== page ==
In their article, Medicaid Fee for Service Reimbursement and the Delivery of Human Services of Individuals with Developmental Disabilities or Severe Mental Illness: Negotiating Cost, Melissa A. Walker and Jason E. Osterhaus examine how federal, state and local government agencies negotiate cost for the delivery of human services. The article uses the Medicaid funded services to individuals with development disabilities or severe mental illness in Sedgwick County, Kansas, as the focus of study. The data was collected from 30 interviews with executive directors of nonprofit agencies, the directors and key staff of the locally designated community development disability organization and community mental health centers, and state human services officials, agency annual reports and financial statements, and related state expenditure and revenues for development disability and mental health services. The varying perspectives of government and nonprofit agencies in determining funding levels and provision strategies provide insight into how each attempts to manage cost.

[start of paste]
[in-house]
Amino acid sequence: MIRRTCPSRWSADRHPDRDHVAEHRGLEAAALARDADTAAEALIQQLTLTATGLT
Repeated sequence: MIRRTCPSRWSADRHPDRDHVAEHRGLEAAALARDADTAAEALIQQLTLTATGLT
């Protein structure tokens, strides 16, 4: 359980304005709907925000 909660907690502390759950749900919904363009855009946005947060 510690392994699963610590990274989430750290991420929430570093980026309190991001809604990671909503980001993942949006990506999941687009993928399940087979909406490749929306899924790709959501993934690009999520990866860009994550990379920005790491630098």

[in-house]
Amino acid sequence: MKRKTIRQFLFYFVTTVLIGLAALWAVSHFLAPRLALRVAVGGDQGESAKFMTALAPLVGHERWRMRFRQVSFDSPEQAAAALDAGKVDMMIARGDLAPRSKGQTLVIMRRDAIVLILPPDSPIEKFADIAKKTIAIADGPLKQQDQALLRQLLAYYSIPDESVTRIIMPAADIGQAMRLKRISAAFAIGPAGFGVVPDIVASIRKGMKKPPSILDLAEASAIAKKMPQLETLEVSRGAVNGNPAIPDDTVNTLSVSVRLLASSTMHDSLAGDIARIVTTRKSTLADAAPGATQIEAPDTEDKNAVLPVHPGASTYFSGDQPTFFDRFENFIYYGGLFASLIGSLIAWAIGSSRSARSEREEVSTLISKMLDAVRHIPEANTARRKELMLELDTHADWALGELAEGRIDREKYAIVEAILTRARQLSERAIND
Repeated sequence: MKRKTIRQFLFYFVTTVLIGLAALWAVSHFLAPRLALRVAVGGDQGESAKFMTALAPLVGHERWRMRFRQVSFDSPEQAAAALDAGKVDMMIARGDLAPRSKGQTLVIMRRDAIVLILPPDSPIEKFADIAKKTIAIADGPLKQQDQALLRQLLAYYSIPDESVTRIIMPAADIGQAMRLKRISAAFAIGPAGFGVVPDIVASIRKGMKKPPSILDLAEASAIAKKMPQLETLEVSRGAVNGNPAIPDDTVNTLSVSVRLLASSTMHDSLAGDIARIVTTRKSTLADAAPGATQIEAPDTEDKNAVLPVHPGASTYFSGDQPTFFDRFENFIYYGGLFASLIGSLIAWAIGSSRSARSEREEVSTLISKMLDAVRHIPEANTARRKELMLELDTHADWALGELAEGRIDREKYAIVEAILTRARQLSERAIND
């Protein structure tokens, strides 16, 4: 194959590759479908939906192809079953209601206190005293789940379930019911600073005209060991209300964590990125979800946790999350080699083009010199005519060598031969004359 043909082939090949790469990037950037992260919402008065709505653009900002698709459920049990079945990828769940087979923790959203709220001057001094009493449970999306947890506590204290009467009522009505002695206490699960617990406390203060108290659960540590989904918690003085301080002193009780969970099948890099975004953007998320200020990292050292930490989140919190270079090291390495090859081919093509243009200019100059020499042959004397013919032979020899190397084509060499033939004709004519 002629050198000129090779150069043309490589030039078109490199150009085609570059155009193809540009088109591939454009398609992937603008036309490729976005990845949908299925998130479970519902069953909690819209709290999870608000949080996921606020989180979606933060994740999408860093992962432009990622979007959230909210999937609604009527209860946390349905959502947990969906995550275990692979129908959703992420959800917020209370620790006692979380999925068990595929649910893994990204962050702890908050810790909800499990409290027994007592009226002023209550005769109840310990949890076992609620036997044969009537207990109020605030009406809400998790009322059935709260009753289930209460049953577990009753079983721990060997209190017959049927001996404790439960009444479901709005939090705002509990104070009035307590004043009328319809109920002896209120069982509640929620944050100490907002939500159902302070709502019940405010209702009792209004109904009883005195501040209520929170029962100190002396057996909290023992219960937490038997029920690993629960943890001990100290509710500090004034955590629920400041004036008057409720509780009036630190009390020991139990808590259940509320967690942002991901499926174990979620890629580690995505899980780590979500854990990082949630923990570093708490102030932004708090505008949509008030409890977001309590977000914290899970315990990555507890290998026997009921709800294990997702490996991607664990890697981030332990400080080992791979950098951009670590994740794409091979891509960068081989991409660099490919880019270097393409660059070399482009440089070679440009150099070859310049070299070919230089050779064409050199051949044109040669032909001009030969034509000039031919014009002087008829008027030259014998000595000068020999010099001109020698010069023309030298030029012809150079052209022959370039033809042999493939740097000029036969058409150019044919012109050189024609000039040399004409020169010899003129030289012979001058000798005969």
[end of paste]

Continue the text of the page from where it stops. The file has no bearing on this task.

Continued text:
Beth Eschenfelder's article Using Community-based Needs Assessments to Strengthen Nonprofit-Government Collaboration and Service Delivery offers a case study of a community needs assessment conducted by the local Salvation Army in Clearwater, Florida.

The rest of this article is only available to active members of Questia

Sign up now for a free, 1-day trial and receive full access to:

  • Questia's entire collection
  • Automatic bibliography creation
  • More helpful research tools like notes, citations, and highlights
  • Ad-free environment

Already a member? Log in now.